Donor profile: Mark Williams




Mark Williams was diagnosed with metastatic melanoma in 2007, a late stage with an average survival of six months. Thanks to an immunotherapy supported by Providence Portland Medical Foundation, Mark is tumor-free today and sharing his story.

What treatment did you receive for your cancer?
I received high-dose interleukin-2 over six months. I also had one additional surgery and 25 rounds of radiation.
 
How does it work?
Your body's immune system already has IL-2 protein in it. This therapy boosts the amount of IL-2 to make your T cells super-aggressive. The T cells hunt for bad cells to kill – melanoma tumor cells being their main target.

Then the goal is to get this every eight hours for five days, so it’s an inpatient therapy. The downside is the side effects: Think of your worst case of the flu and multiply by about 10.

But as Dr. [Brendan] Curti explained, most of the side effects are manageable and reversible. I usually recovered within four days and went back to work.

Only about 15 to 20 percent of people who are eligible to receive this treatment actually do it. Providence has one of the highest success rates with this therapy so hopefully this number will increase.

The treatment works for only a fraction of patients. Why do you think you responded so well?
Why the treatment works on only about 10 to 12 percent of patients is not clear, but researchers are trying to figure it out. I think it helped that I was pretty healthy to start, although I was stage IV with more than 14 tumors when I was diagnosed. I had been working out for several years and felt good.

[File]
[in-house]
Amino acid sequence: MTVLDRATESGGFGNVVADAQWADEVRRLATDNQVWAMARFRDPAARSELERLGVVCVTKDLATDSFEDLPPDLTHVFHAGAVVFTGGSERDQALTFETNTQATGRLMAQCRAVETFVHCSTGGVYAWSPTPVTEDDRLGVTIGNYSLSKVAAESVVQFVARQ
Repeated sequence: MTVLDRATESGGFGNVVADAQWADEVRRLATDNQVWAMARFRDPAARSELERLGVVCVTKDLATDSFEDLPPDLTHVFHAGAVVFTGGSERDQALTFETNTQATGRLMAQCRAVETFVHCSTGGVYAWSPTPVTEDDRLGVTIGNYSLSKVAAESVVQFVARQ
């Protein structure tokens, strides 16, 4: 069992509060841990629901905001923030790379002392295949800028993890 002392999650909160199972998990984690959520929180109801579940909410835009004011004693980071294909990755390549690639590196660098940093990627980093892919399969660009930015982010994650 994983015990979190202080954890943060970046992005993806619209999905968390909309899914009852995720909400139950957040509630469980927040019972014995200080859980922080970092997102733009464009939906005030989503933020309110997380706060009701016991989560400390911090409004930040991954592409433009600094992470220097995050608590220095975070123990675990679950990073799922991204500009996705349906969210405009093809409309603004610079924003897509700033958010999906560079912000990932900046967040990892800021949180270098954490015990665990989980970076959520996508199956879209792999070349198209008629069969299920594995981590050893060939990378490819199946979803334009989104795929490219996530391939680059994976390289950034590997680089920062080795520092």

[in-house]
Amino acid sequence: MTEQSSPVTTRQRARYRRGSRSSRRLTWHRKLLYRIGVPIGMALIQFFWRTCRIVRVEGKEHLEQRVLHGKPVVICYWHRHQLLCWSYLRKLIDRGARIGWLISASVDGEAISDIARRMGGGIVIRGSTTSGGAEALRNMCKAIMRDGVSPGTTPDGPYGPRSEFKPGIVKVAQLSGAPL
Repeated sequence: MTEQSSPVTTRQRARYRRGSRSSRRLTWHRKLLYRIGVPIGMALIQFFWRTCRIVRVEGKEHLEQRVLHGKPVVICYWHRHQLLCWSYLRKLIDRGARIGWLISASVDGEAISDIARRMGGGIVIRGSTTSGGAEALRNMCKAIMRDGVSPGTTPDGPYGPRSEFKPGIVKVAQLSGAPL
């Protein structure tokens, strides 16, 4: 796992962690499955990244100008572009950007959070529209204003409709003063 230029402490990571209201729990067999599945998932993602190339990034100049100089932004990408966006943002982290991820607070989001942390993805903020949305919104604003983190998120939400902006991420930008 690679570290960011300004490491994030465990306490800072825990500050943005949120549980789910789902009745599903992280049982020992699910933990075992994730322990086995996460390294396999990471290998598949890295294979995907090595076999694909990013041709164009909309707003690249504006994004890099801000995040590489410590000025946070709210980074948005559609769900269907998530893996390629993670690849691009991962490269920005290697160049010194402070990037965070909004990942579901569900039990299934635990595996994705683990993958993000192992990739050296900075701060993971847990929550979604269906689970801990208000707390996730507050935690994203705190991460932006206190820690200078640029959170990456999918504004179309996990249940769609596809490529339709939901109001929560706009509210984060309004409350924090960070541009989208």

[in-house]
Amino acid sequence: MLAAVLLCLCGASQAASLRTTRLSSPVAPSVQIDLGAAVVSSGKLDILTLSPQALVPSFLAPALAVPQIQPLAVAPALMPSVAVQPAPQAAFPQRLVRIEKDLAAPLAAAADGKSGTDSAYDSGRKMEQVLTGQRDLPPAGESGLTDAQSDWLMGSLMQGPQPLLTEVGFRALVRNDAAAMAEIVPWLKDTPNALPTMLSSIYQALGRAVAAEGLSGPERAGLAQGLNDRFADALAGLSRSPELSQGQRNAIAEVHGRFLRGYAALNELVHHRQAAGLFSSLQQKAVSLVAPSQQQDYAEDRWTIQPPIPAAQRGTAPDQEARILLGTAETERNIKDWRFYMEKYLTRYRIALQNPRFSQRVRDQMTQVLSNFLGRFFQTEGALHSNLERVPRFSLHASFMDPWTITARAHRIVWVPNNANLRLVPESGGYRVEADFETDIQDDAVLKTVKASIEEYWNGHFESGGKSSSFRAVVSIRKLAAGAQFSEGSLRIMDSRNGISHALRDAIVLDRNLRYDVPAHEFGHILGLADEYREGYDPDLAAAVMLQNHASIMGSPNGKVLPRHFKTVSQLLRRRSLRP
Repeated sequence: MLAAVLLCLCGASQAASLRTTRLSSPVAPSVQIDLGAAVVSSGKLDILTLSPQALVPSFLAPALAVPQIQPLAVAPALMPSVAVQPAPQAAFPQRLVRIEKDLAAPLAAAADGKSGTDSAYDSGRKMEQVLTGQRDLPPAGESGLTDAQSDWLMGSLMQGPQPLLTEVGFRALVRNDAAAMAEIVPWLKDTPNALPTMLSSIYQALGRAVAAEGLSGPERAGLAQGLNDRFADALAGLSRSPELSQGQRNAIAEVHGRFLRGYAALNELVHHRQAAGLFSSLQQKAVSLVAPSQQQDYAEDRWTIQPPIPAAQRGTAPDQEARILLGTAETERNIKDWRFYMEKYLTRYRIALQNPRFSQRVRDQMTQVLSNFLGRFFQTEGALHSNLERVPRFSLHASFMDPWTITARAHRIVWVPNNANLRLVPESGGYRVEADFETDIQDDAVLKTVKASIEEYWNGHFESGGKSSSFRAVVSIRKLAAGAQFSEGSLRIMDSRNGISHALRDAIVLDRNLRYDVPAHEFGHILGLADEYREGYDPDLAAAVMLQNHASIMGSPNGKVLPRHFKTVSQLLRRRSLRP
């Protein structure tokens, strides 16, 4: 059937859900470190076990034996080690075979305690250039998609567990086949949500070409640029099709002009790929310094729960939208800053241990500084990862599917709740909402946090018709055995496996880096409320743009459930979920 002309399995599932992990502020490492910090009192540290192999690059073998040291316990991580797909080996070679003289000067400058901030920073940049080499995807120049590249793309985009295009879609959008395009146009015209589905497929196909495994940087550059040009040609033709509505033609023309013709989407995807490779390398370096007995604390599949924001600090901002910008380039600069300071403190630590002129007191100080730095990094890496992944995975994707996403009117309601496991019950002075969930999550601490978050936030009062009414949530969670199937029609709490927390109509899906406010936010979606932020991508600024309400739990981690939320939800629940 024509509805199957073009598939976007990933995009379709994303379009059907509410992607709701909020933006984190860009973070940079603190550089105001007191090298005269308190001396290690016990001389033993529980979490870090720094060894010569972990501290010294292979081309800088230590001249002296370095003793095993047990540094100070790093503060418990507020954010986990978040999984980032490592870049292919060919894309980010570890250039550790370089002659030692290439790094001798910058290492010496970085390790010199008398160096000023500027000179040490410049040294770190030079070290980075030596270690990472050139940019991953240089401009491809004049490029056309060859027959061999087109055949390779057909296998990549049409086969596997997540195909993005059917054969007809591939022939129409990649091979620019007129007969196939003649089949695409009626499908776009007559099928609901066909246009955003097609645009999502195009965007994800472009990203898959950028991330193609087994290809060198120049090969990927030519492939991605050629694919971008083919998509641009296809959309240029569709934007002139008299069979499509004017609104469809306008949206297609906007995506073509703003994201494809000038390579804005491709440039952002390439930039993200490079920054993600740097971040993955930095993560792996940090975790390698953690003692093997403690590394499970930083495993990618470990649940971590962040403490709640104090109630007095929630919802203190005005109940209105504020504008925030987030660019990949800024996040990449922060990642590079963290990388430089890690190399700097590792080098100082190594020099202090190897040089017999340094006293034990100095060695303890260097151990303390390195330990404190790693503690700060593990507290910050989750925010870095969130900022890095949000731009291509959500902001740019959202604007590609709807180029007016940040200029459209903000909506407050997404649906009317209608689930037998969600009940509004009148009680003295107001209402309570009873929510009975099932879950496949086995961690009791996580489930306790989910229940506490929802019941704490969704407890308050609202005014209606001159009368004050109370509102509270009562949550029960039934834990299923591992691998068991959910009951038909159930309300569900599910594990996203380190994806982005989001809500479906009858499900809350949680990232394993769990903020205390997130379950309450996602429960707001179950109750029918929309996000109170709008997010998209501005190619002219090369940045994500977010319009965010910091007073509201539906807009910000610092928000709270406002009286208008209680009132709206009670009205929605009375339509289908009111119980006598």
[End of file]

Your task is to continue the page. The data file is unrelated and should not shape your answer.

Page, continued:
How has cancer changed you?
Cancer makes you look at everything – family, friends, life in general – in a different light. You let the little things slide. You enjoy every day as a gift. You never take anything for granted. You hug your wife, kids and grandkids a little longer. You learn to take life one day at a time.

Where do you find inspiration?
From my family and new grandson! Also, from friends and the wonderful people at Providence – from Dr. Curti, who came in on his day off to see me the first time; to Sarah Linehan, who guides you through the process; to the great nurses, who knew when to be a friend and when to be serious.

I’ve said this before, if Dr. Curti said I needed to take IL-2 again I would. These are true professionals, but they have the human touch. Providence Cancer Center is “the center of hope.”

What’s next for you?
I'm still running my business [Wilsonville Carpet and Tile], although on a smaller scale. I mentor other melanoma patients who are thinking of taking IL-2. I try and tell my story to raise awareness and also to encourage people to "don't stop believin’ "

A perfect day is …
Every day I remain cancer-free is a perfect day! Seeing others have a positive response to IL-2 or other therapies makes me feel like progress is being made. Breaking 90 in golf would follow right behind ... oops, sorry, just wishful thinking there.

Why should we give?
As we all know, cancer is such a devastating disease. But Providence provides world-class doctors, researchers, nurses and staff. Providence helps everyone. This is what made my wife and me decide that this is where we want our charitable dollars to be spent.